Bull by Night, Bear by Day Is Best Strategy, Goldman Sachs Says

Discussion in 'Trading' started by ASusilovic, Mar 21, 2009.

  1. March 12 (Bloomberg) -- Investors should take advantage of others’ “fear” of the night, according to a study by Goldman Sachs Group Inc. that shows holding U.S. stocks overnight since 1993 would have quadrupled an investment.

    Buying futures on the Standard & Poor’s 500 Index, or a fund that replicates the benchmark for U.S. equities, just as the trading session ends and selling them when the market opens the next day has yielded 309 percent since 1993, New York-based analyst Peter Berezin wrote in a report sent to clients today. The inverse strategy lost 58 percent.

    Investors and traders may have become more reluctant to hold securities overnight, when they’re unable to react to market declines abroad, Berezin wrote. The S&P 500 has plummeted 54 percent since reaching a record in October 2007 as the crisis in credit markets and the collapse of banks including Lehman Brothers Holdings Inc. hammered equities, while the Chicago Board Options Exchange Volatility Index, the so-called gauge of fear, has more than doubled.

    “A large number of market participants are averse to holding overnight positions, which causes them to sell at the close (thereby depressing intraday returns) and buy at the open (thereby inflating overnight returns),” Berezin wrote. “Such aversion to overnight risk is likely to be higher during bear markets.”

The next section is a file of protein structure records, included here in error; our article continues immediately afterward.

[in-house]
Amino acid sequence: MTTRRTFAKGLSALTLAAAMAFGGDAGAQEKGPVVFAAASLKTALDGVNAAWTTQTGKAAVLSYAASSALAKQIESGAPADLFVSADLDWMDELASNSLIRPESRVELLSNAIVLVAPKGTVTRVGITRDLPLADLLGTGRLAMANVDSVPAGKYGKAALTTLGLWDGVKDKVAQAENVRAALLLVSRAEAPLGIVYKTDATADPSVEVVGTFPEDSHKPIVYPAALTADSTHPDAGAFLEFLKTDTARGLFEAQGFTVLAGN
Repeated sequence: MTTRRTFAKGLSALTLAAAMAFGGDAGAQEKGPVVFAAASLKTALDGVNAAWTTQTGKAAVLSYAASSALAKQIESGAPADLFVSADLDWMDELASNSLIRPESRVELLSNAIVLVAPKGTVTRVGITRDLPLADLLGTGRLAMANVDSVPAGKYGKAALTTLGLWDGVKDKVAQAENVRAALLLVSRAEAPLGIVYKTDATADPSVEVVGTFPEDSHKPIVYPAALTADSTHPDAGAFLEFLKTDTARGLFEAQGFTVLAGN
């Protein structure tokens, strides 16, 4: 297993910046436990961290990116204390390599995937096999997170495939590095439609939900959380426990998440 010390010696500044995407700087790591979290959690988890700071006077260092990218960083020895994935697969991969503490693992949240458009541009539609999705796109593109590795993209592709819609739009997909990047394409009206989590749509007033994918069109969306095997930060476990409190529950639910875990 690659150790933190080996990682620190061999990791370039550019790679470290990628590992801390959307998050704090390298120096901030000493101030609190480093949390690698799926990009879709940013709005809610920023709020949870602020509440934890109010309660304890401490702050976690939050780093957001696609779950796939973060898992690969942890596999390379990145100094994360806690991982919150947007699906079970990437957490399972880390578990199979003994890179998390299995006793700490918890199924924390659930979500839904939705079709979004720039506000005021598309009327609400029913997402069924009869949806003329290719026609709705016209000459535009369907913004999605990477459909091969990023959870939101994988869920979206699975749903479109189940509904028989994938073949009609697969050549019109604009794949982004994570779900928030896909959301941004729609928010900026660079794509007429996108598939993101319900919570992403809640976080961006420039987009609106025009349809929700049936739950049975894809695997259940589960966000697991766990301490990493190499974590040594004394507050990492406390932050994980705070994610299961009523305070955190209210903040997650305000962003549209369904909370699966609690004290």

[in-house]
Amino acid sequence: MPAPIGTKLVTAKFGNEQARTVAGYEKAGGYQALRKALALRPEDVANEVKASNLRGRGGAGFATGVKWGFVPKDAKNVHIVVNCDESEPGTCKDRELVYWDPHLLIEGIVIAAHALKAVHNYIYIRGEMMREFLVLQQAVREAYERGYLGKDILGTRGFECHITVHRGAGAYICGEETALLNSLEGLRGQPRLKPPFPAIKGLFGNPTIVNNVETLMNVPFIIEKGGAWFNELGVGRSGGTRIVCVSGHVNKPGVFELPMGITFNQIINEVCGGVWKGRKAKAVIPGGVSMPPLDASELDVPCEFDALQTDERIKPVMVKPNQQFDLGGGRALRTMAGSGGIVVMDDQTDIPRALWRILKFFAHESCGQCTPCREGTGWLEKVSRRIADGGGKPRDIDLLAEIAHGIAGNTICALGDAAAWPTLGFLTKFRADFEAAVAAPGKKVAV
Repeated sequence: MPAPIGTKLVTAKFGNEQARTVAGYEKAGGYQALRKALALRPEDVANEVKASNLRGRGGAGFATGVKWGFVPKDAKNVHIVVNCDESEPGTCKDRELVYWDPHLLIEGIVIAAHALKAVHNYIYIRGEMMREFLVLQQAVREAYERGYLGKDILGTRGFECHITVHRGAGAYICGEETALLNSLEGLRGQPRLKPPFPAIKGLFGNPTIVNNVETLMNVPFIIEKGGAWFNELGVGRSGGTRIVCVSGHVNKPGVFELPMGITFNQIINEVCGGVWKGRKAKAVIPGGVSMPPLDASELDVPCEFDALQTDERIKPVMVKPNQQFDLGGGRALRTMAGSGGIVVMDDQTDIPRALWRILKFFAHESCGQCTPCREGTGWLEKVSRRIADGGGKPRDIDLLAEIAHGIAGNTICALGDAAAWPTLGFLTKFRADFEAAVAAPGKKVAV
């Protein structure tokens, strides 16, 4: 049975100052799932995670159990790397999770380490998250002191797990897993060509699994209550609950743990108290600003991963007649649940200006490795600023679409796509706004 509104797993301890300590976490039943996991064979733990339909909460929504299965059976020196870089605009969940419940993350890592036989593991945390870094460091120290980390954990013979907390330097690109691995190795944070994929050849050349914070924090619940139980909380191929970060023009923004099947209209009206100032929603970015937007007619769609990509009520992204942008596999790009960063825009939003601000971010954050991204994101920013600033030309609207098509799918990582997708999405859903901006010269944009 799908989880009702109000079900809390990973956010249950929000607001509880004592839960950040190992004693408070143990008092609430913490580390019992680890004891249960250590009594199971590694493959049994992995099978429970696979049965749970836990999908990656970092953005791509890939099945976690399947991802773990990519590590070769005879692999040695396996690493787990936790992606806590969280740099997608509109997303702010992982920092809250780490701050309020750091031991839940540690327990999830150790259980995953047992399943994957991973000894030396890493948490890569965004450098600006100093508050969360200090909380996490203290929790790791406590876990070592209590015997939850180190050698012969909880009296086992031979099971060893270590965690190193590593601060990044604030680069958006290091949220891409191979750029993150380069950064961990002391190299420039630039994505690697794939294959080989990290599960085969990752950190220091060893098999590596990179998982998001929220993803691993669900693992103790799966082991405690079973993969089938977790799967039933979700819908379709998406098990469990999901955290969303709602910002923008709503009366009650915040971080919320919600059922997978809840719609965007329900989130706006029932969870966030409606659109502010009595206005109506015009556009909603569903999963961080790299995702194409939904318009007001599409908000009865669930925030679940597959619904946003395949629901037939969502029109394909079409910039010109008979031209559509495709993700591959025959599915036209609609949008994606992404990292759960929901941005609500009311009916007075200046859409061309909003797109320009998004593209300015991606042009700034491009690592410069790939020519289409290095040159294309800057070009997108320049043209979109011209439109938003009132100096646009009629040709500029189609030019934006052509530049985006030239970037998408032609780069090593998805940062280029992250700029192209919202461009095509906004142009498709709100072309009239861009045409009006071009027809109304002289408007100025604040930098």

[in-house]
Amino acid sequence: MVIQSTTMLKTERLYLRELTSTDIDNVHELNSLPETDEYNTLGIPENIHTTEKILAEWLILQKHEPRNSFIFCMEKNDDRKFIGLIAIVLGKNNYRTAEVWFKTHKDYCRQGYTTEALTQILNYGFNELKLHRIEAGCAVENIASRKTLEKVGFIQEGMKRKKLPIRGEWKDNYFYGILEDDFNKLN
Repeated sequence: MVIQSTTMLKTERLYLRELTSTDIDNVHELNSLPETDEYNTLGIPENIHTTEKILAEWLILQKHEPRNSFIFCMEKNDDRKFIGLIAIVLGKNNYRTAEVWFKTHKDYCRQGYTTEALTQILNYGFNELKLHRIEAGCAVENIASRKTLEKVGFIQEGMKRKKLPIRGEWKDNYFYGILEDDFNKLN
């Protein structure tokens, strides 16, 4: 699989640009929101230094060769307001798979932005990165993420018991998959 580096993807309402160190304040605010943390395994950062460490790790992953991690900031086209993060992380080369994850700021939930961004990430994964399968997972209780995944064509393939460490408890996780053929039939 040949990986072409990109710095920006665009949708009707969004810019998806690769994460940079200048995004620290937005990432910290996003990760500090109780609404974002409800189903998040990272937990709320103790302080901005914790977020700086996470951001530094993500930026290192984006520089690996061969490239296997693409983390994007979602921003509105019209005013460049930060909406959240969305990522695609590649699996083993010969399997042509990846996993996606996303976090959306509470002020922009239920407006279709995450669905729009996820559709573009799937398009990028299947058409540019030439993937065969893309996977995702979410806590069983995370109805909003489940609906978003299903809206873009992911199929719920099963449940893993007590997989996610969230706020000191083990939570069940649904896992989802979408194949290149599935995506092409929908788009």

:D :) :p
  2. wavel


    The guy is a genius, what is he waiting for. :D
  3. 93, not 97.
    The way I "feel" it's curve fitting in sample BS. During the tech bubble most of the upside was on up gaps and during the last credit crunch bear market the moves happended intraday. Making it a "winner" system. Totally BS that you can't repeat. It's salesman gimick to tell wathever they want to tell their clients.
  4. Only data I had went to '97. I pulled my post because my data includes the night session. It might work, but if you add in realistic commission and slippage?
  5. I dont know if it can work and I dont really care. My point is it's not because it happened that it's goign to happen again. I would like to see the equity curve/drawdown... of that thing and I'm sure it's not consistent. There surely is a 2-3 years drawadown that no one would keep trading.
  6. How big is the slippage?
  7. <..........................:eek:.............................>
  8. If I buy a highly traded stock at open and sell it at close or vice versa why the slippage should be big? Maybe just few pennies.
  9. That's the first mention of "highly traded stock".

    Regardless, the most obvious method of exploiting stops has been rendered obsolete by market on close basket programs.

    However, there still remain several strategies to capitalize on market / limit orders. They exploit the exiting of professionals @close and amateurs stalking the open.

    "Pennies matter greatly when one employ's "gimmick trades".

  10. Peter Berezin’s Experience

    Senior Global Economist
    Goldman Sachs

    (Public Company; GS; Investment Banking industry)

    2007 — Present (2 years)

    International Monetary Fund

    (Government Agency; 1001-5000 employees; International Trade and Development industry)

    2000 — 2007 (7 years)

    Funny, how a "senior global economist" ends up backtesting S&P futures....:D :D :D
    #10     Mar 21, 2009